However, there is one crucial difference between the ICTY and ICTR and the SCSL. The UN Security Council, acting under its Chapter VII powers, created both the ICTY and ICTR. [8] Thus, all members of the United Nations are obliged to cooperate with these tribunals, which means, amongst other things, arresting and surrendering any indictees, including Heads of States who are within their jurisdiction. [9] The SCSL is not a creature of the Security Council. Its powers derive from a treaty that binds only the United Nations and the Government of Sierra Leone. All other states, including Ghana and Liberia, are third parties to the treaty, and as such are not bound by it.

In the relevant resolutions, the Security Council never invoked its Chapter VII powers to call upon all member States to cooperate with the SCSL. [10] In the preamble of the latest resolution dedicated to the situation in Liberia, [11] it does call on all states “in particular the Government of Liberia, to cooperate fully with the [SCSL].” However, the same demand does not appear in the body of the resolution beginning “Acting under Chapter VII of the Charter”. So far, the Security Council has not gone as far as providing the SCSL full Chapter VII backing for various political reasons, including the concern that by doing so it might undercut international efforts to reach a cease-fire in Liberia.

The absence of Security Council Chapter VII backing makes the SCSL more like the International Criminal Court than the ICTY in this respect: While the Statute of the ICC denies immunity to Heads of State, in principle it cannot affect the immunity of Heads of States of non-parties. States that are parties to the Statute would violate international law if they hand over a Head of State of a non-party to the ICC. The situation for the SCLS seems to be the same.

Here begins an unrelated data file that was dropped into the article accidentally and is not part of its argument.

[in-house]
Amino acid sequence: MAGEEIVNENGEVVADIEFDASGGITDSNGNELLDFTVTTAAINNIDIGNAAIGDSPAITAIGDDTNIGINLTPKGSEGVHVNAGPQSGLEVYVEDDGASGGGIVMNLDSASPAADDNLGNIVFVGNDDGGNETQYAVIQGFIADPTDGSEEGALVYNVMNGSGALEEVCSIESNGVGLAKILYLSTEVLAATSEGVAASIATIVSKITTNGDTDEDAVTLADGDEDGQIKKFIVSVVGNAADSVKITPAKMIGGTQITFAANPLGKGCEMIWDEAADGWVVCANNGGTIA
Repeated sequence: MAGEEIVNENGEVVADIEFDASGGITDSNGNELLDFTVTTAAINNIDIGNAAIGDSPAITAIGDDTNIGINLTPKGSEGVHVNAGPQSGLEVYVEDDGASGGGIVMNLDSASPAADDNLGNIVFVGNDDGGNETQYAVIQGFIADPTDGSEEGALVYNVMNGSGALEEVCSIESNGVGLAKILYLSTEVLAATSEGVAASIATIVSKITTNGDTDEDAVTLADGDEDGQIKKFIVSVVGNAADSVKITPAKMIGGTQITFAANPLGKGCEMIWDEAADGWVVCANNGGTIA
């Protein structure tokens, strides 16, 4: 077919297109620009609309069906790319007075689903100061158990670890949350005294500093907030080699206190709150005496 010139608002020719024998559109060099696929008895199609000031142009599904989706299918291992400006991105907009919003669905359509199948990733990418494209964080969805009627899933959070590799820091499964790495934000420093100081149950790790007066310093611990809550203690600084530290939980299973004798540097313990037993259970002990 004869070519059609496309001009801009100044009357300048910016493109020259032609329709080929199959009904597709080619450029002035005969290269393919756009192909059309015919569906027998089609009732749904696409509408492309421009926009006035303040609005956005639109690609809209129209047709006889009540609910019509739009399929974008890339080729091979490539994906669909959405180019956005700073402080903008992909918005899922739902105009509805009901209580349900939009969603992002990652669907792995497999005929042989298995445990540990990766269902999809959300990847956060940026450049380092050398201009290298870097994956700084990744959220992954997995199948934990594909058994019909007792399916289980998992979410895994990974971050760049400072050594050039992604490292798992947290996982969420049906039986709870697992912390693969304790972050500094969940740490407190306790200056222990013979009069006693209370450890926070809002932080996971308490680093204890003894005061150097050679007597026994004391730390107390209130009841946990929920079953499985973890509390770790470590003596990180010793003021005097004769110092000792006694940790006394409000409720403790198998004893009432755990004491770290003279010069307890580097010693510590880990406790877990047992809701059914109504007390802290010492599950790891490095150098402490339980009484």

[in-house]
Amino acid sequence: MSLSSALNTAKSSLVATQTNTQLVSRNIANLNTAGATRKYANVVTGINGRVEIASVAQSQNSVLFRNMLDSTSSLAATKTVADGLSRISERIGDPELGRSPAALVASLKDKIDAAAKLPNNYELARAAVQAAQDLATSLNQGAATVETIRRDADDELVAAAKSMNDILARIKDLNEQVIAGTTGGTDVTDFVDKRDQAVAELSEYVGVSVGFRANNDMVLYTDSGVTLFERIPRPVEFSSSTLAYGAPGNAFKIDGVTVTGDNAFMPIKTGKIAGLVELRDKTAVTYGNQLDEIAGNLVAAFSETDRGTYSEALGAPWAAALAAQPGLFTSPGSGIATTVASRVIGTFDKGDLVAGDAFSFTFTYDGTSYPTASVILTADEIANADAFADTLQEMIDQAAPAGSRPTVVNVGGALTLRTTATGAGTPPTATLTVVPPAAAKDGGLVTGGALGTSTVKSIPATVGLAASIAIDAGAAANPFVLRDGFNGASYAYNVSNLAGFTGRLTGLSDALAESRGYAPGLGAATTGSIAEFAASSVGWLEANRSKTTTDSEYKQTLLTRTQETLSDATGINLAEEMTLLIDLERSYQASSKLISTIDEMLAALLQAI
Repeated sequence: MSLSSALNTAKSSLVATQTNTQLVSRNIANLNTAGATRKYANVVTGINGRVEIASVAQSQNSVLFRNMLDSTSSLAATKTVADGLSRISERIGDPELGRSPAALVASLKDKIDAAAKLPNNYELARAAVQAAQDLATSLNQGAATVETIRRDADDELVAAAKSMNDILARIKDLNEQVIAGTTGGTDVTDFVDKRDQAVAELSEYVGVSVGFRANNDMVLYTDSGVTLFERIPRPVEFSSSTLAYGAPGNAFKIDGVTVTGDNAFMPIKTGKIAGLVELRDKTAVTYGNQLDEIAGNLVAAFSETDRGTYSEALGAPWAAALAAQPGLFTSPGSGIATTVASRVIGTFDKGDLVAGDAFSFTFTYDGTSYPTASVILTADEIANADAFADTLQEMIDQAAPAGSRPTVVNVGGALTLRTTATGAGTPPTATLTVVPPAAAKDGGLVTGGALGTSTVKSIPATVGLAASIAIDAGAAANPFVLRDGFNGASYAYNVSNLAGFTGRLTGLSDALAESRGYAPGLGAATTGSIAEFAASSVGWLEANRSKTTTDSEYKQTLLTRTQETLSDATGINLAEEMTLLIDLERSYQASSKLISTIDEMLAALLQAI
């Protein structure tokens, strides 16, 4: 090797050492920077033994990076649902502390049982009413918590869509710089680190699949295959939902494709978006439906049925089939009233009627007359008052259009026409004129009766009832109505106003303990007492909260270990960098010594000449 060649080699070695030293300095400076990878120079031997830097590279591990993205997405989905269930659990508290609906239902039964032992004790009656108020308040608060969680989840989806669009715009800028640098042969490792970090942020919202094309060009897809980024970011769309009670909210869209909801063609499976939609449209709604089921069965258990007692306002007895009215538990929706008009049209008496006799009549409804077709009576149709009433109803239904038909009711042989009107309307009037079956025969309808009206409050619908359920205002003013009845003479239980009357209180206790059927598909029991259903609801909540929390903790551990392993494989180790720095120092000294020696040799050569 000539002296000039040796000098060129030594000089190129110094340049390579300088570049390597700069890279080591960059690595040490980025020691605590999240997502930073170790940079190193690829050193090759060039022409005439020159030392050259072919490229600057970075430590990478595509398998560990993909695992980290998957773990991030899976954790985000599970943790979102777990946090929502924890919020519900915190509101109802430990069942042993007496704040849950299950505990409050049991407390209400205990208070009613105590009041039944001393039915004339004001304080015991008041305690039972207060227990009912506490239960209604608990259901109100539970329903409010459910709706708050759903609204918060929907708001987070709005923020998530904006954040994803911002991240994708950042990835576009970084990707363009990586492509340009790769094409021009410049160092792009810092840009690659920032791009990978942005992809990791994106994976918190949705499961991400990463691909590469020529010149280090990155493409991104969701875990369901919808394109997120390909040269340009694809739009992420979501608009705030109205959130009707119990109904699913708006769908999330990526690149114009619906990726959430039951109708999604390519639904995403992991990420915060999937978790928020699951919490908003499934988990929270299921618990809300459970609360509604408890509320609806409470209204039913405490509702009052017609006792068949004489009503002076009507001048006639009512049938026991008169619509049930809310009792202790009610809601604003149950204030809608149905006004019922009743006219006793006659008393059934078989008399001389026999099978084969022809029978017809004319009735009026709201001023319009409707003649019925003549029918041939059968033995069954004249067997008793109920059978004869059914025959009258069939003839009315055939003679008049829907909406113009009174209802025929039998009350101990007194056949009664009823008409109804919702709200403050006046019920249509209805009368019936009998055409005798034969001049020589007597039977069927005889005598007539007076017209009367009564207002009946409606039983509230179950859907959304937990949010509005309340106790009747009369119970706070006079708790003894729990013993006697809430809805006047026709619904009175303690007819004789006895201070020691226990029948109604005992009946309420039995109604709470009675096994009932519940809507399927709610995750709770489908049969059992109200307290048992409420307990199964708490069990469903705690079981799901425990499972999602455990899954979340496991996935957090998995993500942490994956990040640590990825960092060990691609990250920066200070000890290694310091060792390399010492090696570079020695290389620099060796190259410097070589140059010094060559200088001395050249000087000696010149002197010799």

Does this mean that the SCSL, and possibly the two entities that created it (Sierra Leone and the United Nations) have breached international law just as Belgium breached international law when it issued and circulated an arrest warrant against the incumbent Minister of Foreign Affairs of the Democratic Republic of Congo? If one considers the SCSL as an international legal person (like some treaty-based international organizations), it would arguably be bound by customary law, including international law on immunities. As to Sierra Leone, it might be argued that what Sierra Leone could not have done unilaterally, it cannot do by participating in the creation of an international court. However, there is one relevant difference between the facts of the Arrest Warrant case and the indictment of Mr. Taylor. The Security Council’s support for the Court and its express call to Liberia to cooperate (even if not under Chapter VII) give indictments by the SCSL a degree of legitimacy that unilateral state action lacks.

The questions of the international legal status of the SCSL, its obligations under international law and any remaining obligations of the founding entities are complicated by the hybrid nature of the Court. The SCSL is one of a new brand of internationalized criminal bodies, composed of both international and national judges and applying international as well as national law. It shares these features with the Serious Crimes Panels in the District Court of Dili (East-Timor), the Panels in the Courts of Kosovo, and the Extraordinary Chambers in the Courts of Cambodia. Each of these courts is located between the international and national legal order and principles of international law that were developed for an interstate context may not apply automatically in regard of them.

If Charles Taylor steps down as president of Sierra Leone, his blanket immunity from prosecution would be terminated. However, under the ruling of the ICJ in the Arrest Warrant case, immunity would still cover acts committed while in office in his official capacity. Nevertheless, he could be prosecuted for acts committed in the almost eight months running between  November 30, 1996 (the date on which the SCSL’s jurisdiction became effective) and July 24, 1997 (the date on which Mr. Taylor was declared President).